Q Section had never actually “officially’ existed. It had come into being out of the turbid mists of the Cold War and the McCarthy era, and its civilian and military personnel were nominally employed by the fictitious entity known as the “Naval Office of Comparative Statistics”. Pym wasn’t quite sure where the phrase “Q Section” came from. Was it Q for Quigley, Admiral Quigley, the founding Chief? So one might think, but then again Admiral Quigley had a framed sampler on his office wall which read “Quis custodiet ipsos custodes?” Pym had looked the phrase up and it meant “Who shall keep watch over the guardians?”
Supposedly the section had been okayed by President Eisenhower during one of his famous golf games with Admiral Quigley. Apparently the admiral and the ex-general (who had been friends since the invasion of North Africa in 1942) were not entirely happy with the CIA’s hegemony over American intelligence, and so the CIA was not informed of Q Section’s existence. Of course if the CIA boys had had any real intelligence they might have thought it a little odd that a man of Dick Ridpath’s calibre had been transferred from the field section of the Office of Naval Intelligence to an obscure statistical department. But that was the CIA for you. They were always requesting Dick’s services anyway, since so many of their own agents were such incompetent blunderers. Little did they know that Dick’s status as an occasional special agent for the CIA enabled him to keep the Admiral informed on all the latest CIA skullduggery, and this information influenced to some extent Q Section’s own investigations and operations.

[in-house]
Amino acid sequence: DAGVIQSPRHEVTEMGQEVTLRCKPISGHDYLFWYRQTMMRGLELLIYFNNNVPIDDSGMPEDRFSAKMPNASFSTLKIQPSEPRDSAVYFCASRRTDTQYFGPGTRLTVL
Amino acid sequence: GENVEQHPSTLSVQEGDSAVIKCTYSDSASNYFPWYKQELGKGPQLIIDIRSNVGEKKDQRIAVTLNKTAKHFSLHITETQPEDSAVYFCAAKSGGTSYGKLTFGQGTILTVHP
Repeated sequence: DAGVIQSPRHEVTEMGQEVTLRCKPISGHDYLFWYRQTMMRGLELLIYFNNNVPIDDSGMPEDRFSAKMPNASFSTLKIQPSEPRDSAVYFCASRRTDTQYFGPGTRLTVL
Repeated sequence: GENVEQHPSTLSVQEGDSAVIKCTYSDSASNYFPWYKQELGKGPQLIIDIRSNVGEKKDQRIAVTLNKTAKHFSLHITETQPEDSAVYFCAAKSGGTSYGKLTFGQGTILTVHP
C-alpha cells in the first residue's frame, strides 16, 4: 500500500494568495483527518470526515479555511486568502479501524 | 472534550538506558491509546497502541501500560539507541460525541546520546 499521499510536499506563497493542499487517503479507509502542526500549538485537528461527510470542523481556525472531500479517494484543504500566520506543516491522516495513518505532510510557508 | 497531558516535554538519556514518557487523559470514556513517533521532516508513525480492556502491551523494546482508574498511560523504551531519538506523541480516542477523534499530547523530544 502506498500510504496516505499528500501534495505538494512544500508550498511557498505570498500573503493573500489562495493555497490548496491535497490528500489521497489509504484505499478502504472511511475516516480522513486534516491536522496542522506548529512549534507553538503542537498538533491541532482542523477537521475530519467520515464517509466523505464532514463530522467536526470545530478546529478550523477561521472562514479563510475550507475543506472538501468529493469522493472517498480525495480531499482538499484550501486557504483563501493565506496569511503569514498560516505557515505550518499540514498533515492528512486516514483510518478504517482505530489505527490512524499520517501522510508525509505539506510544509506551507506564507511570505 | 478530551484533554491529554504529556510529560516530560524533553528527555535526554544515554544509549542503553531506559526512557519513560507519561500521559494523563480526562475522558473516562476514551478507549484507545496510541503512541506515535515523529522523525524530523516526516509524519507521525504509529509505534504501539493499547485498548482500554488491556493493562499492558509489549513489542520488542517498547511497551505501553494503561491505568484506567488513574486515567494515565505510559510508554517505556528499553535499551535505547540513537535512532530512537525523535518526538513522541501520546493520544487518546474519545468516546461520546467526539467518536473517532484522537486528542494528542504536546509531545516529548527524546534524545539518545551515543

Q Section’s offices were a maze of former broom closets and storage rooms in a sub-basement of the Pentagon and were known to everyone in Q Section only as “the warren”. On Pym’s first day Dick had taken him around and very nicely introduced him to everyone, and then Pym hadn’t even seen him again for almost six months.
That pattern was set. He had had to stay in that cramped little windowless warren while Dick got to spend a year in a dojo in Yokohama, another year in a monastery in the Himalayas. Dick was the one who got sent to Easter Island, to Cuba, to Haiti. He was the one who got to take LSD with Cary Grant and mescaline with Aldous Huxley. He was the one who got to be “special consultant” on that frogman movie with Robert Mitchum and Rock Hudson and Diana Dors. Always Ridpath who was being sent out on some mysterious operation that only the Admiral and Dick knew the details of.
And when Dick got back from a mission the old Admiral always took him to lunch at the Colony or the Shoreham, and according to warren scuttlebutt, to a rather exclusive bordello in Georgetown which catered only to the absolute highest echelons of military and government service.
The old Admiral had never once taken Pym to lunch. (It was true that the Admiral had once, upon returning from the Philadelphia Naval base, offered Pym half of a day-old hoagie; Pym had accepted the sandwich but had never quite decided if this offer was a feather in his cap or an insult.)
And who could ever forget the day when Dick was invited to make up a fourth at golf (along with the Admiral and Dick’s future father-in-law Mike “Mac” MacNamara) with none other than President Eisenhower? Not only that but Dick had won the round (and, reportedly, ten bucks from the president).